What should I do for Lent?  Let’s start by slamming some really bad advice you’re likely to get: Instead of giving something up for Lent, do something extra!

No!  Don’t.  Let me tell you why.

To start with, the term “Lent” means exactly the opposite of “do something extra.”  It means, “do less.”  It comes from the Latin word, “lentare,” which means, “to stand-down, to back-off, to slow-down, or to stop.”  Our English word “relent” derives from the same Latin term.

Americans need Lent most of all

The terrible advice to “do something extra” during Lent is a distinctly American bowl of pablum.  We Americans never really feel like we’re doing something worthwhile unless we’re doing something, period.  I think that’s why we’ve largely turned the Liturgy into something that often looks more like a neighborhood talent show than a timeless cultic ritual.  We’ve substituted the phrase, “full and actual” participation (Sacrosanctum concilium §14) with “real and active” participation, and have come to think, as a result, that we’re not “doing liturgy” the way the Church calls us to unless we’ve got a job to do, ideally somewhere in the sanctuary.

Nobody on earth needs Lent more than we do in the United States.

We Americans struggle to grasp the idea that sometimes, the most worthwhile thing to do is nothing at all.  Yet, in a very real way, Lent is about recalling that very truth.  We can spend our whole lives doing and acting but lose sight of who we’re supposed to be.  “It’s about the journey,” people will say, “not about the destination.”  They’re wrong, and that’s why, sometimes, you need to stop and see where you are.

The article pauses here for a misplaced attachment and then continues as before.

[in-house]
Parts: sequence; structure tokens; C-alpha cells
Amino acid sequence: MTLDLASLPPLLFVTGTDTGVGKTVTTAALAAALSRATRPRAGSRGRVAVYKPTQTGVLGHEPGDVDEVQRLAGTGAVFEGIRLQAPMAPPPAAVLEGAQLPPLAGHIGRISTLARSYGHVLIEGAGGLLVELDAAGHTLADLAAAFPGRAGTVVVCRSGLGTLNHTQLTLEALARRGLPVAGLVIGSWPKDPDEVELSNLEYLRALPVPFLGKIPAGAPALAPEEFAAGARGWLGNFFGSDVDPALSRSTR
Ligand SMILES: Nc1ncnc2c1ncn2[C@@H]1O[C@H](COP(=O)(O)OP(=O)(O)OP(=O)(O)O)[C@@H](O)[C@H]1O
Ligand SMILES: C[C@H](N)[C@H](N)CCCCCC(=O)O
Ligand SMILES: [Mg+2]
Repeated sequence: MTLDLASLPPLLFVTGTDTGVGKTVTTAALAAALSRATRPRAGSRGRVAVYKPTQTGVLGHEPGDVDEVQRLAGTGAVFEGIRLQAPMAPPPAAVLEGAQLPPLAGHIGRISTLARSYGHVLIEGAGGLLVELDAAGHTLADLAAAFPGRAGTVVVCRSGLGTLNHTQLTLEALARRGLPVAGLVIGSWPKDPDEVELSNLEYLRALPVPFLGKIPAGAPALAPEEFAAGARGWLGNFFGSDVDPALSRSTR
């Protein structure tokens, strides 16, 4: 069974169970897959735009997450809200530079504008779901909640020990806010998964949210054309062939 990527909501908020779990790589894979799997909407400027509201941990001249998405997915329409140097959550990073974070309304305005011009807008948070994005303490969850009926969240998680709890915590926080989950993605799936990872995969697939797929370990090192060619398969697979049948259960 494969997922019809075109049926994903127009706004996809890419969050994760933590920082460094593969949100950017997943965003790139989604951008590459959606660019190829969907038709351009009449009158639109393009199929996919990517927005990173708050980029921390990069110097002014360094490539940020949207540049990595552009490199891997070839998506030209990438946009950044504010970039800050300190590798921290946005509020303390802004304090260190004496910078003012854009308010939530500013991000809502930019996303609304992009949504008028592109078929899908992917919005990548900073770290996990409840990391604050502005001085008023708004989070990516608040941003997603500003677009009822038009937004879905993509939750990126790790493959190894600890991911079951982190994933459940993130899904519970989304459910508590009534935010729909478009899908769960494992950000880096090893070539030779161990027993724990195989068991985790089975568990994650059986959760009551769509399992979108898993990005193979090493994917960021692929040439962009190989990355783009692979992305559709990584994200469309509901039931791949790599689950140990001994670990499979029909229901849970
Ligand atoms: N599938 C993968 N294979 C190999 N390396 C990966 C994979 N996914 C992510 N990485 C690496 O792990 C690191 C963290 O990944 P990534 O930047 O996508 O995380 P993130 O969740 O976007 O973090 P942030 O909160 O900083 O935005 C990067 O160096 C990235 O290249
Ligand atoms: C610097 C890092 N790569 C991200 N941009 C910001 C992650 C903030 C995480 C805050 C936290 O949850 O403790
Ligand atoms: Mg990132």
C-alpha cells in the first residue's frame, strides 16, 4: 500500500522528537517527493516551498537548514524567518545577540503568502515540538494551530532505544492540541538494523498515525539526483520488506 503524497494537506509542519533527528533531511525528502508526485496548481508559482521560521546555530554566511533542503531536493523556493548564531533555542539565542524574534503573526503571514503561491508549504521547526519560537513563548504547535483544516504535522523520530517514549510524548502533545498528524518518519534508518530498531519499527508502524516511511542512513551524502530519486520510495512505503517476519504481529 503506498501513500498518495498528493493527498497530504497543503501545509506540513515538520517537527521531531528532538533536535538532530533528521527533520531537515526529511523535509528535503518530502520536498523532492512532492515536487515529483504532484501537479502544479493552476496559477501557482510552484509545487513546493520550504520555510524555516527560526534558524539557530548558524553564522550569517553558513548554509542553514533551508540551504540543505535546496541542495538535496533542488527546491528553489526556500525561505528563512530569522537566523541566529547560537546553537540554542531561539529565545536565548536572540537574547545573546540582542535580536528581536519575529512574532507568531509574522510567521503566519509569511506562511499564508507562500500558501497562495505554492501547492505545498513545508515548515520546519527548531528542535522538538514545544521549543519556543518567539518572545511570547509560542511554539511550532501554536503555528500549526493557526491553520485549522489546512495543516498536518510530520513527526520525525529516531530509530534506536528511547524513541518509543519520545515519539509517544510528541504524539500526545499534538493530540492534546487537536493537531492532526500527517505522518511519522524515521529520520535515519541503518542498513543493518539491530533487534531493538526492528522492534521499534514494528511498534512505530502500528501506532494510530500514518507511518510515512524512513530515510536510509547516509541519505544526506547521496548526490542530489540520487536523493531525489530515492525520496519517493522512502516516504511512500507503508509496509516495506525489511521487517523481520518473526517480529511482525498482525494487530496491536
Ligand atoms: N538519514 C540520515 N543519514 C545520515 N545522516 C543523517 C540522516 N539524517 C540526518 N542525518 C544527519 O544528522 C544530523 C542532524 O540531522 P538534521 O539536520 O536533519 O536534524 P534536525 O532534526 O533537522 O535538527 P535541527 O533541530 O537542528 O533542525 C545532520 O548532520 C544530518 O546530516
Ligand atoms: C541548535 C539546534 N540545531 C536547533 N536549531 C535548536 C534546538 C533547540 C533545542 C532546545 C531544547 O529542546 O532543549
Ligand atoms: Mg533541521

The Important Questions

How often do we meet someone new and ask, “What do you do?”  That question—what the person does—takes the place of the question, “Who are you?”  Sure, people find jumping right into the depths to be a little disconcerting, largely because it involves vulnerability and the possibility of a conflict we’d really rather avoid.  But asking what a person does only gets us to the outside of a person.  It doesn’t tell us what’s really important.  Worse, still, it’s common for us not even to care about who the person is or what the person values or what the person believes, so long as the person does what we need.

We’re all about doing.  We live and die to do.  We go on vacation to do.  We do something on our day off.  We see friends and ask, “What would you like to do?”  We resolve, at the New Year, to get a gym membership or a piece of exercise equipment and do even more.  We need to “get active.”

Stop!  Just stop doing.  For the next forty days, resolve to do less not more.

What about traditional Lenten practices?

Does this mean you shouldn’t take up a Lenten practice, like spiritual reading or spiritual exercises, or going to Eucharistic adoration or Mass more frequently, or taking up the Rosary again?

No.  I’m not saying that.  I’m saying that you shouldn’t do something extra.  You should make room for these practices by cutting other things out of your day and your week.

What all these practices have in common, in fact, is that they’re not really activities at all.  They’re not about doing anything.  Eucharistic adoration isn’t really something you do in the presence of Christ.  It’s just being in the presence of Christ.  It’s being-with and being-for Christ in that moment.  In this way, it’s embodying the theological virtue of charity.  It’s about the destination!

To the extent that any spiritual practice is an activity, it’s really an activity of being rather than of doing.  Even at Mass, where we praise God and offer sacrifice, the primary agent is God himself.  Our “actual participation” there consists, first of all, in our entering into that moment—our being present to God and surrendering to him.

And that’s the most important thing we can do this Lent.  Prayer, fasting, and almsgiving are all for the sake of the nothing God wants from us.  They’re to make God the center of our consciousness again.  They’re about giving God the majority of our attention and interest, setting aside whatever we can that might compete with him.

My advice?  Don’t do anything extra for Lent.  Do less—much less—and let God do more.  Let him speak to your uncluttered heart.  “Set things down,” he says, “and experience that I am God” (Psalm 46:10).